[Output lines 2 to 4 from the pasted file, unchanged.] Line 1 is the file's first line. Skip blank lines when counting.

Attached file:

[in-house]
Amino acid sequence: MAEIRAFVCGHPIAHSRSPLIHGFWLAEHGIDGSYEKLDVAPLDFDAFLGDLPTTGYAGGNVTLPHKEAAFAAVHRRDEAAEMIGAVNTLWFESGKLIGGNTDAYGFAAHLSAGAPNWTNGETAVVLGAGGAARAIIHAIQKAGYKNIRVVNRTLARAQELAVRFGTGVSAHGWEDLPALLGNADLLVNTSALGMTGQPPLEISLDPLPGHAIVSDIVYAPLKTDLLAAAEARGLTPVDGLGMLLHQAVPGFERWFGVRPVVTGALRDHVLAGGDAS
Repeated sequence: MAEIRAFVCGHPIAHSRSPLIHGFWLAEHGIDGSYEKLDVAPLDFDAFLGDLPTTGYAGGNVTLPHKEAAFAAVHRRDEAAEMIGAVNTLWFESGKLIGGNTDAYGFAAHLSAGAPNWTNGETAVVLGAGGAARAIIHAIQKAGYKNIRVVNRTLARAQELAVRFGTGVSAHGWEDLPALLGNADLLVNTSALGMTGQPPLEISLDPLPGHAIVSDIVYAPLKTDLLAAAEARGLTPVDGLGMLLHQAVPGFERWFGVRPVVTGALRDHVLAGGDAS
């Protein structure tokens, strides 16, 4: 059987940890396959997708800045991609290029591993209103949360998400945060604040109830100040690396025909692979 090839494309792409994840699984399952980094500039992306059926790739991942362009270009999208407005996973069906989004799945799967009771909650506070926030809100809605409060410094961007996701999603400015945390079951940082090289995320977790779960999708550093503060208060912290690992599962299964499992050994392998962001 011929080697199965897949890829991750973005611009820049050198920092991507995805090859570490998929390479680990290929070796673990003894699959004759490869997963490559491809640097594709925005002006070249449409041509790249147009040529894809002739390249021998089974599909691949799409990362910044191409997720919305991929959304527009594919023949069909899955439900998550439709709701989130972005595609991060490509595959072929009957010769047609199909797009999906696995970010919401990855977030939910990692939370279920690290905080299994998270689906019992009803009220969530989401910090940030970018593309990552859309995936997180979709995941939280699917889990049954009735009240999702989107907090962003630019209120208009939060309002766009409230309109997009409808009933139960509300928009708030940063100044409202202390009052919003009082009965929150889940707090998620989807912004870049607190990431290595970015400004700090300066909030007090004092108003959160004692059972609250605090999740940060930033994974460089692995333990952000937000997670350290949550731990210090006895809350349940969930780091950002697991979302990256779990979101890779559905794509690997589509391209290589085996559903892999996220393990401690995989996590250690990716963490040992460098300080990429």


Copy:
Amino acid sequence: MAEIRAFVCGHPIAHSRSPLIHGFWLAEHGIDGSYEKLDVAPLDFDAFLGDLPTTGYAGGNVTLPHKEAAFAAVHRRDEAAEMIGAVNTLWFESGKLIGGNTDAYGFAAHLSAGAPNWTNGETAVVLGAGGAARAIIHAIQKAGYKNIRVVNRTLARAQELAVRFGTGVSAHGWEDLPALLGNADLLVNTSALGMTGQPPLEISLDPLPGHAIVSDIVYAPLKTDLLAAAEARGLTPVDGLGMLLHQAVPGFERWFGVRPVVTGALRDHVLAGGDAS
Repeated sequence: MAEIRAFVCGHPIAHSRSPLIHGFWLAEHGIDGSYEKLDVAPLDFDAFLGDLPTTGYAGGNVTLPHKEAAFAAVHRRDEAAEMIGAVNTLWFESGKLIGGNTDAYGFAAHLSAGAPNWTNGETAVVLGAGGAARAIIHAIQKAGYKNIRVVNRTLARAQELAVRFGTGVSAHGWEDLPALLGNADLLVNTSALGMTGQPPLEISLDPLPGHAIVSDIVYAPLKTDLLAAAEARGLTPVDGLGMLLHQAVPGFERWFGVRPVVTGALRDHVLAGGDAS
């Protein structure tokens, strides 16, 4: 059987940890396959997708800045991609290029591993209103949360998400945060604040109830100040690396025909692979 090839494309792409994840699984399952980094500039992306059926790739991942362009270009999208407005996973069906989004799945799967009771909650506070926030809100809605409060410094961007996701999603400015945390079951940082090289995320977790779960999708550093503060208060912290690992599962299964499992050994392998962001 011929080697199965897949890829991750973005611009820049050198920092991507995805090859570490998929390479680990290929070796673990003894699959004759490869997963490559491809640097594709925005002006070249449409041509790249147009040529894809002739390249021998089974599909691949799409990362910044191409997720919305991929959304527009594919023949069909899955439900998550439709709701989130972005595609991060490509595959072929009957010769047609199909797009999906696995970010919401990855977030939910990692939370279920690290905080299994998270689906019992009803009220969530989401910090940030970018593309990552859309995936997180979709995941939280699917889990049954009735009240999702989107907090962003630019209120208009939060309002766009409230309109997009409808009933139960509300928009708030940063100044409202202390009052919003009082009965929150889940707090998620989807912004870049607190990431290595970015400004700090300066909030007090004092108003959160004692059972609250605090999740940060930033994974460089692995333990952000937000997670350290949550731990210090006895809350349940969930780091950002697991979302990256779990979101890779559905794509690997589509391209290589085996559903892999996220393990401690995989996590250690990716963490040992460098300080990429």